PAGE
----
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Caught in the Middle East : U.S. policy toward the Arab-Israeli conflict, 1945-1961 /
Peter L. Hahn.
imprint
Chapel Hill : University of North Carolina Press, c2004.
description
xii, 398 p.
ISBN
0807828408 (cloth : alk. paper)
format(s)
Book
Holdings
More Details
imprint
Chapel Hill : University of North Carolina Press, c2004.
isbn
0807828408 (cloth : alk. paper)
catalogue key
5117396
 
Includes bibliographical references and index.
A Look Inside
About the Author
Author Affiliation
Peter L. Hahn is associate professor of history at The Ohio State University and executive director of the Society for Historians of American Foreign Relations.
Excerpts
Flap Copy
By analyzing the policies of Presidents Truman and Eisenhower, Hahn examines the interplay between the U.S. rise to power in the Middle East and its involvement in the Arab-Israeli conflict. Hahn shows that while the U.S. promoted Arab-Israeli peace in principle, it privileged its Cold War interests over its quest for peace, thus missing opportunities to end the Arab-Israeli conflict.
Full Text Reviews
Appeared in Choice on 2004-11-01:
US policy toward the Arab-Israeli conflict has been the subject of numerous scholarly publications over the past 50 years. This volume, however, adds enormously to knowledge of the issues that affected the early years of US involvement in dealing with the Arab-Israeli dispute. Hahn (history, Ohio State) relies on an impressive array of primary US and Israeli archival documents to draw a complicated picture of the development of US foreign policy toward the Arab-Israeli conflict during the Truman and Eisenhower administrations. Hahn explains several important themes as he weaves through myriad developments during this period. He explains similarities and differences between Truman's and Eisenhower's approaches to the Arab-Israeli dispute and analyzes the constellation of domestic US players that influenced the contours of American policy. Furthermore, the author looks at the US-Israel "special relationship" and explains how, contrary to popular beliefs, this relationship has been marked by disagreements on security-related issues on numerous occasions. The book also examines the evolution of US policy toward the Arab-Israeli conflict in the context of intra-Arab relations. ^BSumming Up: Highly recommended. Upper-division undergraduates through faculty. N. Entessar Spring Hill College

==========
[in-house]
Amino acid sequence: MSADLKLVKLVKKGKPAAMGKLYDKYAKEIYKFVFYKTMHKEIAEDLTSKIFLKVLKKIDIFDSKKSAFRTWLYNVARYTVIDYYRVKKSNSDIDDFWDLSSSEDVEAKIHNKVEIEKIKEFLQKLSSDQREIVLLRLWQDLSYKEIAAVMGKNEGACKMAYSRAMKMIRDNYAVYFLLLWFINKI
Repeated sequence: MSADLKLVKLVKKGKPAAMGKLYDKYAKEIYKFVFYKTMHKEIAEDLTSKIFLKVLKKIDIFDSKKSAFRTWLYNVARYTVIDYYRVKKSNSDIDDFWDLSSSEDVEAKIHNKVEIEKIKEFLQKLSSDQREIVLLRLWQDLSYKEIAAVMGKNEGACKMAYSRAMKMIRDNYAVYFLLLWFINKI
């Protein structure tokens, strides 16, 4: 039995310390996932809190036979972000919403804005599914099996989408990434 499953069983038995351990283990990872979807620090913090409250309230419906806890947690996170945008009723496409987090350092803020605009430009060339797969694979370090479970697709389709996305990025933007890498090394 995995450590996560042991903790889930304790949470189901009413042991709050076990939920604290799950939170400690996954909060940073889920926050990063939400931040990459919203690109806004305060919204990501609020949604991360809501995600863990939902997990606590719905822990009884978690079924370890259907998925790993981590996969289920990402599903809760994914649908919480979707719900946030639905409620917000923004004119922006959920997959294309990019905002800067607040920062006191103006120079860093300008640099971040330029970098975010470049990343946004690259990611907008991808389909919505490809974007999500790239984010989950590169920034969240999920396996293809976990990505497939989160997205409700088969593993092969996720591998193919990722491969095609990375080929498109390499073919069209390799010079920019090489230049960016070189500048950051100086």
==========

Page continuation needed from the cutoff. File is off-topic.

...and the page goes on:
Reviews
Review Quotes
"A meticulous work of history that will prove useful to scholars." "Middle East Journal"
"A meticulous work of history that will prove useful to scholars." Middle East Journal
"[A] richly detailed study of America's policy toward the Arab-Istraeli conflict. . . . An impressive multi-archival and multidimensional account that can serve as a model for other practitioners of international history." _ American Historical Review
"[A] richly detailed study of America's policy toward the Arab-Istraeli conflict. . . . An impressive multi-archival and multidimensional account that can serve as a model for other practitioners of international history." -- American Historical Review
"[A] richly detailed study of America's policy toward the Arab-Istraeli conflict. . . . An impressive multi-archival and multidimensional account that can serve as a model for other practitioners of international history." --American Historical Review
"Caught in the Middle Eastis a very well-researched and thorough analysis of America's introduction to the Middle East as it emerged as [a] superpower." International Affairs
" Caught in the Middle East is a very well-researched and thorough analysis of America's introduction to the Middle East as it emerged as [a] superpower." International Affairs
"This fascinating work provides insight into a complicated sliver of history and diplomacy." Jewish Book World
"What emerges clearly from [Hahn's account] is how little Washington understood the consequences of foisting its cold war obsessions upon a region with other things on its mind." "The Nation"
"What emerges clearly from [Hahn's account] is how little Washington understood the consequences of foisting its cold war obsessions upon a region with other things on its mind." The Nation
This item was reviewed in:
Choice, November 2004
To find out how to look for other reviews, please see our guides to finding book reviews in the Sciences or Social Sciences and Humanities.
Summaries
Long Description